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WIREs Cogn Sci
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Visual attention

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Abstract A typical visual scene we encounter in everyday life is complex and filled with a huge amount of perceptual information. The term, ‘visual attention’ describes a set of mechanisms that limit some processing to a subset of incoming stimuli. Attentional mechanisms shape what we see and what we can act upon. They allow for concurrent selection of some (preferably, relevant) information and inhibition of other information. This selection permits the reduction of complexity and informational overload. Selection can be determined both by the ‘bottom‐up’ saliency of information from the environment and by the ‘top‐down’ state and goals of the perceiver. Attentional effects can take the form of modulating or enhancing the selected information. A central role for selective attention is to enable the ‘binding’ of selected information into unified and coherent representations of objects in the outside world. In the overview on visual attention presented here we review the mechanisms and consequences of selection and inhibition over space and time. We examine theoretical, behavioral and neurophysiologic work done on visual attention. We also discuss the relations between attention and other cognitive processes such as automaticity and awareness. WIREs Cogni Sci 2011 2 503–514 DOI: 10.1002/wcs.127 This article is categorized under: Psychology > Attention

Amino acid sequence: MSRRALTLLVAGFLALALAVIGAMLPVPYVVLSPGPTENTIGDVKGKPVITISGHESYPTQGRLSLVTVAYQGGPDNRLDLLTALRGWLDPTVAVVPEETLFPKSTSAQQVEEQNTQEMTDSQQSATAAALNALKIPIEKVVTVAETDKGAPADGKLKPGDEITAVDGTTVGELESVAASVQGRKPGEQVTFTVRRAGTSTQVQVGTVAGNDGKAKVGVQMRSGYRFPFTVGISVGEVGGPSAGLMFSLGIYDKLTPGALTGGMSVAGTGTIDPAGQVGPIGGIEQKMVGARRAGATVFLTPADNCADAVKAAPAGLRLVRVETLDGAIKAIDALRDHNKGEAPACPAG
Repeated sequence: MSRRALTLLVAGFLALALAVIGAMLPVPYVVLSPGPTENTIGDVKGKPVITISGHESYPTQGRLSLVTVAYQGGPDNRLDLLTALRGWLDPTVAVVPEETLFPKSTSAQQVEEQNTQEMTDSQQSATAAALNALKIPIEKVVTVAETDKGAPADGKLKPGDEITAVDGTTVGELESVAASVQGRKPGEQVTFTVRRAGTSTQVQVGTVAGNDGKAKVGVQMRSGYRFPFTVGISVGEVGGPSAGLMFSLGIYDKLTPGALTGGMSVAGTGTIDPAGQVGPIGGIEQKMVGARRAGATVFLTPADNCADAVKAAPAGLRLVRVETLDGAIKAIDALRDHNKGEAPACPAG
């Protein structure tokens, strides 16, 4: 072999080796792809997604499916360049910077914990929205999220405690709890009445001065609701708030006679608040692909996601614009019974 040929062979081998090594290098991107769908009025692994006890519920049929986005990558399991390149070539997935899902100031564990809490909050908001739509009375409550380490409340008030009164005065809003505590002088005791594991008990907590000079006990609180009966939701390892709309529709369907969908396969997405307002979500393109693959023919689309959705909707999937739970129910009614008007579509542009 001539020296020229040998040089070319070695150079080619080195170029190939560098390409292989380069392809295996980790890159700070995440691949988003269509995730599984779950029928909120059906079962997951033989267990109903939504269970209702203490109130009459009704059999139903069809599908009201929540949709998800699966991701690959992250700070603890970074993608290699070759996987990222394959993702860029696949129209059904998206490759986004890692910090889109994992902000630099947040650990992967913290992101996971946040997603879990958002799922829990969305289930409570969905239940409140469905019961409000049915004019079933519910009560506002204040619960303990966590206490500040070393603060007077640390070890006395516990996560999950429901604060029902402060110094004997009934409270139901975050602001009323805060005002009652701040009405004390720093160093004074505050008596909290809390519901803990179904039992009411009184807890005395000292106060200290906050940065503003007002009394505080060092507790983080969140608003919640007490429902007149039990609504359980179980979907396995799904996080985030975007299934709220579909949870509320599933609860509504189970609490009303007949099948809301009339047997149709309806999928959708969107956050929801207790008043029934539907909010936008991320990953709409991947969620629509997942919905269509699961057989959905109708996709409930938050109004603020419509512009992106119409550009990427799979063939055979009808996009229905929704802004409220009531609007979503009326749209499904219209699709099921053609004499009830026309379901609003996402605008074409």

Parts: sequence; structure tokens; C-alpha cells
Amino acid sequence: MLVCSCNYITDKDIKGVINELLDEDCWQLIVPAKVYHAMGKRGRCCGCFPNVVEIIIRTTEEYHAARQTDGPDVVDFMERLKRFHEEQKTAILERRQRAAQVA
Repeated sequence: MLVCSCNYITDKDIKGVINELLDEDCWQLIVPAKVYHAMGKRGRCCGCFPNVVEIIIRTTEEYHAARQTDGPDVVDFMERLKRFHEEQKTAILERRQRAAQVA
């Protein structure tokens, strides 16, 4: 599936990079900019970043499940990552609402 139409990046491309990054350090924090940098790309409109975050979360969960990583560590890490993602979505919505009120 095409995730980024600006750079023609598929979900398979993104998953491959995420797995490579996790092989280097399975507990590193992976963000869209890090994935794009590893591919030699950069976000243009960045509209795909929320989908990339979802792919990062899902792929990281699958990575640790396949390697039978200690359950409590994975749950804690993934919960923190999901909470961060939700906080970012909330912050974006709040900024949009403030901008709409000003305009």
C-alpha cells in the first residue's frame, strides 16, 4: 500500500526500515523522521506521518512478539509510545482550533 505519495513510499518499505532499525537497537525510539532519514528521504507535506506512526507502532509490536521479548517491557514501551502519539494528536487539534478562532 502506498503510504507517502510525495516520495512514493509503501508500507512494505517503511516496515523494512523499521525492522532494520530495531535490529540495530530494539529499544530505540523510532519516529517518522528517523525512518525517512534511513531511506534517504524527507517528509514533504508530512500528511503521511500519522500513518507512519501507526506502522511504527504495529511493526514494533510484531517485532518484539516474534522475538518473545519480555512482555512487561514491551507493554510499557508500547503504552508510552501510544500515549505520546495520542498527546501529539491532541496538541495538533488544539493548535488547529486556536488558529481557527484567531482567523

Depiction of a search for a vertical line in a homogeneous field of distractor lines (a) and heterogeneous field of lines (b).

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An example of a multiple object tracking (MOT) trial. A simple MOT trial might start with the presentation of a number of identical objects, a subset of which is highlighted to indicate that they are the targets to be tracked. Once the targets stop flashing, the objects would then move around the display in a random fashion for several seconds. Because all the objects are identical, the only way the observer can keep track of the targets is by continuously paying attention to them. This ensures that attention is sustained across the duration of the trial. At the end of the trail, an object is highlighted and the observer indicates whether it was a target or a distractor.

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Cuing task used to elicit inhibition of return (a) and results from Posner and Cohen24 (b). CTOA stands for cue‐target onset asynchrony.

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An example of a prototypical procedure used to measure negative priming. Target items are green letters and, distractor items are red letters. The observers are required to identify the target in both the prime and probe displays. Negative priming represent slower response to the probe target in the ignore repetition condition than in the control condition. (Reprinted with permission from Ref 33. Copyright 1998 Psychology Press).

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An example of a prototypical procedure used to measure the attentional blink (AB). (a) Depiction of the experimental design. The targets are numbers and distractors are letters. The task is to detect the appearance of a number embedded in a stream of letters. (b) Example of observed data representing the AB. The graph shows percentage correct answers for the second target (T2) if the first target (T1) has been correctly reported.

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